Apr 21, 2022

Revolutionary images of the birth of crystals

Posted by in categories: chemistry, food, physics

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At the interface between chemistry and physics, the process of crystallization is omnipresent in nature and industry. It is the basis for the formation of snowflakes but also of certain active ingredients used in pharmacology. For the phenomenon to occur for a given substance, it must first go through a stage called nucleation, during which the molecules organize themselves and create the optimal conditions for the formation of crystals. While it has been difficult to observe pre-nucleation dynamics, this key process has now been revealed by the work of a research team from the University of Geneva (UNIGE). The scientists have succeeded in visualizing this process spectroscopically in real time and on a micrometric scale, paving the way to the design of safer and more stable active substances. These results can be found in the Proceedings of the National Academy of Sciences (PNAS).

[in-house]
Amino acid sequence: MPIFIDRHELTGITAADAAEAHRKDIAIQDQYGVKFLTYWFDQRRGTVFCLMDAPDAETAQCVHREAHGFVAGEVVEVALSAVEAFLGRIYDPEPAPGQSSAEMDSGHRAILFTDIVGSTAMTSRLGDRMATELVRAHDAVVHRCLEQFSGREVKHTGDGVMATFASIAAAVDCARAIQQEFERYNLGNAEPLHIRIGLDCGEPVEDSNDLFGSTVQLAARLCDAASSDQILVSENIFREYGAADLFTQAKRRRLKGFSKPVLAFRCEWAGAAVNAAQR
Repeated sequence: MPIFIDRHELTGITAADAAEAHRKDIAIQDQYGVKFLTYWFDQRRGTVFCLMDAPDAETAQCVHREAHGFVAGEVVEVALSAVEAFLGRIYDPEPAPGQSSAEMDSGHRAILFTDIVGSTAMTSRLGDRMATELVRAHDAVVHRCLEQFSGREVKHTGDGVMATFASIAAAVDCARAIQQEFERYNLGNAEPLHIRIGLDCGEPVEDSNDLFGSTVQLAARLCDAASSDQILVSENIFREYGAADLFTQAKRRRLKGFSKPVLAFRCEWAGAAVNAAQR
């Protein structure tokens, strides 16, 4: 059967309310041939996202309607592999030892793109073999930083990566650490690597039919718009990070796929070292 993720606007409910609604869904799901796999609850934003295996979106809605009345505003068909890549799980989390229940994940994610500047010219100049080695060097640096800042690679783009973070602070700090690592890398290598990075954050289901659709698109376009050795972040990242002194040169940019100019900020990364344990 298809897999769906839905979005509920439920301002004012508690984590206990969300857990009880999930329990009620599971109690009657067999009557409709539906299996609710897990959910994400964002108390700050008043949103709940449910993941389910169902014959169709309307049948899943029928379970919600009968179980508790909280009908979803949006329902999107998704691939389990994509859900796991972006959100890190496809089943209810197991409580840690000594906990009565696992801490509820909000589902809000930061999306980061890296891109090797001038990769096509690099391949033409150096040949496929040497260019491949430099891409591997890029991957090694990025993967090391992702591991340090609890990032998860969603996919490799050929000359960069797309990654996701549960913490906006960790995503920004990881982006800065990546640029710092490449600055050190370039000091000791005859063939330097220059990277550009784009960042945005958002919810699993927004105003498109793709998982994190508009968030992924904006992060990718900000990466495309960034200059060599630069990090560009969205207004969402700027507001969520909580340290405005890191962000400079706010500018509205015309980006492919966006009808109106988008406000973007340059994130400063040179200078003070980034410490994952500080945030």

Crystallization is a chemical and physical process used in many fields, from the pharmaceutical industry to food processing. It is used to isolate a gaseous or liquid substance in the form of crystals. However, this phenomenon is not unique to industry; it is ubiquitous in nature and can be seen, for example, in snowflakes, coral or kidney stones.

For crystals to form from substances, they must first go through a crucial stage called nucleation. It is during this first phase that the molecules begin to arrange themselves to form “nuclei,” stable clusters of molecules, which leads to the development and growth of . This process occurs stochastically, meaning it is not predictable when and where a nucleus form. “Until now, scientists have been struggling to visualize this first stage at the molecular level. The microscopic picture of crystal nucleation has been under intense debate. Recent studies suggest that molecules seem to form some disordered organization before the formation of nuclei. Then how does the crystalline order emerge from them? That is a big question,” explains Takuji Adachi, assistant professor in the Department of Physical Chemistry at the UNIGE Faculty of Science.

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